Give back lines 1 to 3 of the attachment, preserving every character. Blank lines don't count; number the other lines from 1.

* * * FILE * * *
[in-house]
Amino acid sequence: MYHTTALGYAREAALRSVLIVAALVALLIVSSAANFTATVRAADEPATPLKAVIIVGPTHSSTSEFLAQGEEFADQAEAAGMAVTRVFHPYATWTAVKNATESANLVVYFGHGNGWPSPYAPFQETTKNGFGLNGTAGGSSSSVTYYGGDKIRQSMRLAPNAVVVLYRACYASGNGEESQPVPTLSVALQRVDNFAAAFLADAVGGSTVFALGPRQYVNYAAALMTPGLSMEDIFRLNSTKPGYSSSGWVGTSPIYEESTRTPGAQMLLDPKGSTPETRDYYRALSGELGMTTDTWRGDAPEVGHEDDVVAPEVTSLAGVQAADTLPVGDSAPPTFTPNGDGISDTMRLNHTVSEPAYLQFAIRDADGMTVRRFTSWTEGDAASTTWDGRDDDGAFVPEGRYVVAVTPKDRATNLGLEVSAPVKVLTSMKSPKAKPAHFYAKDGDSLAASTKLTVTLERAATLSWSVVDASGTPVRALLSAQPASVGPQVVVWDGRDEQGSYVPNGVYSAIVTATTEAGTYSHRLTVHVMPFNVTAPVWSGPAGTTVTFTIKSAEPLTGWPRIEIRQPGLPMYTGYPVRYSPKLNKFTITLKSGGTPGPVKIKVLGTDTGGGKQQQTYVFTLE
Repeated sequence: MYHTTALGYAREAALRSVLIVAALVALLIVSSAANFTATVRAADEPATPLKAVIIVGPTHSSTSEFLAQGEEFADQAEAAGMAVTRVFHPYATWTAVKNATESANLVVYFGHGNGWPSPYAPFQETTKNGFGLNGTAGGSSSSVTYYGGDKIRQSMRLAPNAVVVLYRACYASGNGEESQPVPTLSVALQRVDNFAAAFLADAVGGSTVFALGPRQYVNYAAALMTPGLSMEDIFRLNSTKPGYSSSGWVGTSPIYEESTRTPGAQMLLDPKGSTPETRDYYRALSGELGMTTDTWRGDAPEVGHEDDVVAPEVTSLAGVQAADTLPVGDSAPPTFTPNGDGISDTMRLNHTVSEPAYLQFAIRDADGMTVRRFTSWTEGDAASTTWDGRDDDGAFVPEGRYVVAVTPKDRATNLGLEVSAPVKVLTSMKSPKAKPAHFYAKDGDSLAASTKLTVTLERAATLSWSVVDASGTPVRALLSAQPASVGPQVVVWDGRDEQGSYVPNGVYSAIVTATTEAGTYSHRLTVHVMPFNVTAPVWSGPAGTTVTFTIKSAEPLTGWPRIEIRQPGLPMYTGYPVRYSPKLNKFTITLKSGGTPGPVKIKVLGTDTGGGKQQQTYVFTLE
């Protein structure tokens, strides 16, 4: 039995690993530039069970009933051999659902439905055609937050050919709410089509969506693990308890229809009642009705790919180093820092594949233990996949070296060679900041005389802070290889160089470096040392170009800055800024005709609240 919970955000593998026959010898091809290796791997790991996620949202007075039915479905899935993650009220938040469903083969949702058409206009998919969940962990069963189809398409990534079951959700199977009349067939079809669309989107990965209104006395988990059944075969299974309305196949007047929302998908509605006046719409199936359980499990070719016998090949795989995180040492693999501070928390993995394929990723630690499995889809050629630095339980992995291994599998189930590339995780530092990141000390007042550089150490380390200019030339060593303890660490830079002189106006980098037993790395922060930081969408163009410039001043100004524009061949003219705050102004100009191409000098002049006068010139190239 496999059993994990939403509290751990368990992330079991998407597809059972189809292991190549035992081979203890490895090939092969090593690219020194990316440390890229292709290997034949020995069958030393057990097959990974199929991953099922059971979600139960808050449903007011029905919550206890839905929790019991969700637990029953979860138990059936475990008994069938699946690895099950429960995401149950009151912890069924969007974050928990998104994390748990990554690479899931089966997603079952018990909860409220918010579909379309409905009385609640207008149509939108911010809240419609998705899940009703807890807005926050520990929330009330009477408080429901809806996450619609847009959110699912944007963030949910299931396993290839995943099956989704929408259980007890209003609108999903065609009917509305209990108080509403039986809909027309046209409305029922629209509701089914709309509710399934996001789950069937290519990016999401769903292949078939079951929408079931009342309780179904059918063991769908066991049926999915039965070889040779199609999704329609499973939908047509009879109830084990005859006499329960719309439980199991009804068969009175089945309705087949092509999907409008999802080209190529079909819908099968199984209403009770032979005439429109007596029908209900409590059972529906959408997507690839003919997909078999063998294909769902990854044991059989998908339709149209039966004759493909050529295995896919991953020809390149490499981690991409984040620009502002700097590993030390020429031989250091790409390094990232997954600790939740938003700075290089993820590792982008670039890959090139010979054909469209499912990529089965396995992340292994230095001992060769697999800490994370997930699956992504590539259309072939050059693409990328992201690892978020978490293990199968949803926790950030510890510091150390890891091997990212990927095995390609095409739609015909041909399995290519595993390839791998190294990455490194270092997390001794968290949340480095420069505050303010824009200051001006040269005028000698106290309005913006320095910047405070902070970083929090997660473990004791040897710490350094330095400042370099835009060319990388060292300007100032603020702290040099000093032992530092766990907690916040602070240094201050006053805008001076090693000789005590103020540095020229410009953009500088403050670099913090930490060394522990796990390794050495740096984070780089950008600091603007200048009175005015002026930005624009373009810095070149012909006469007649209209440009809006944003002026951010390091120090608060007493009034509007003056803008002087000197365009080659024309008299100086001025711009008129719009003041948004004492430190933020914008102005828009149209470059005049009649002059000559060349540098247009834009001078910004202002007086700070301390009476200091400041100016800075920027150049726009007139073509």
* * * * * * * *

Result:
[in-house]
Amino acid sequence: MYHTTALGYAREAALRSVLIVAALVALLIVSSAANFTATVRAADEPATPLKAVIIVGPTHSSTSEFLAQGEEFADQAEAAGMAVTRVFHPYATWTAVKNATESANLVVYFGHGNGWPSPYAPFQETTKNGFGLNGTAGGSSSSVTYYGGDKIRQSMRLAPNAVVVLYRACYASGNGEESQPVPTLSVALQRVDNFAAAFLADAVGGSTVFALGPRQYVNYAAALMTPGLSMEDIFRLNSTKPGYSSSGWVGTSPIYEESTRTPGAQMLLDPKGSTPETRDYYRALSGELGMTTDTWRGDAPEVGHEDDVVAPEVTSLAGVQAADTLPVGDSAPPTFTPNGDGISDTMRLNHTVSEPAYLQFAIRDADGMTVRRFTSWTEGDAASTTWDGRDDDGAFVPEGRYVVAVTPKDRATNLGLEVSAPVKVLTSMKSPKAKPAHFYAKDGDSLAASTKLTVTLERAATLSWSVVDASGTPVRALLSAQPASVGPQVVVWDGRDEQGSYVPNGVYSAIVTATTEAGTYSHRLTVHVMPFNVTAPVWSGPAGTTVTFTIKSAEPLTGWPRIEIRQPGLPMYTGYPVRYSPKLNKFTITLKSGGTPGPVKIKVLGTDTGGGKQQQTYVFTLE
Repeated sequence: MYHTTALGYAREAALRSVLIVAALVALLIVSSAANFTATVRAADEPATPLKAVIIVGPTHSSTSEFLAQGEEFADQAEAAGMAVTRVFHPYATWTAVKNATESANLVVYFGHGNGWPSPYAPFQETTKNGFGLNGTAGGSSSSVTYYGGDKIRQSMRLAPNAVVVLYRACYASGNGEESQPVPTLSVALQRVDNFAAAFLADAVGGSTVFALGPRQYVNYAAALMTPGLSMEDIFRLNSTKPGYSSSGWVGTSPIYEESTRTPGAQMLLDPKGSTPETRDYYRALSGELGMTTDTWRGDAPEVGHEDDVVAPEVTSLAGVQAADTLPVGDSAPPTFTPNGDGISDTMRLNHTVSEPAYLQFAIRDADGMTVRRFTSWTEGDAASTTWDGRDDDGAFVPEGRYVVAVTPKDRATNLGLEVSAPVKVLTSMKSPKAKPAHFYAKDGDSLAASTKLTVTLERAATLSWSVVDASGTPVRALLSAQPASVGPQVVVWDGRDEQGSYVPNGVYSAIVTATTEAGTYSHRLTVHVMPFNVTAPVWSGPAGTTVTFTIKSAEPLTGWPRIEIRQPGLPMYTGYPVRYSPKLNKFTITLKSGGTPGPVKIKVLGTDTGGGKQQQTYVFTLE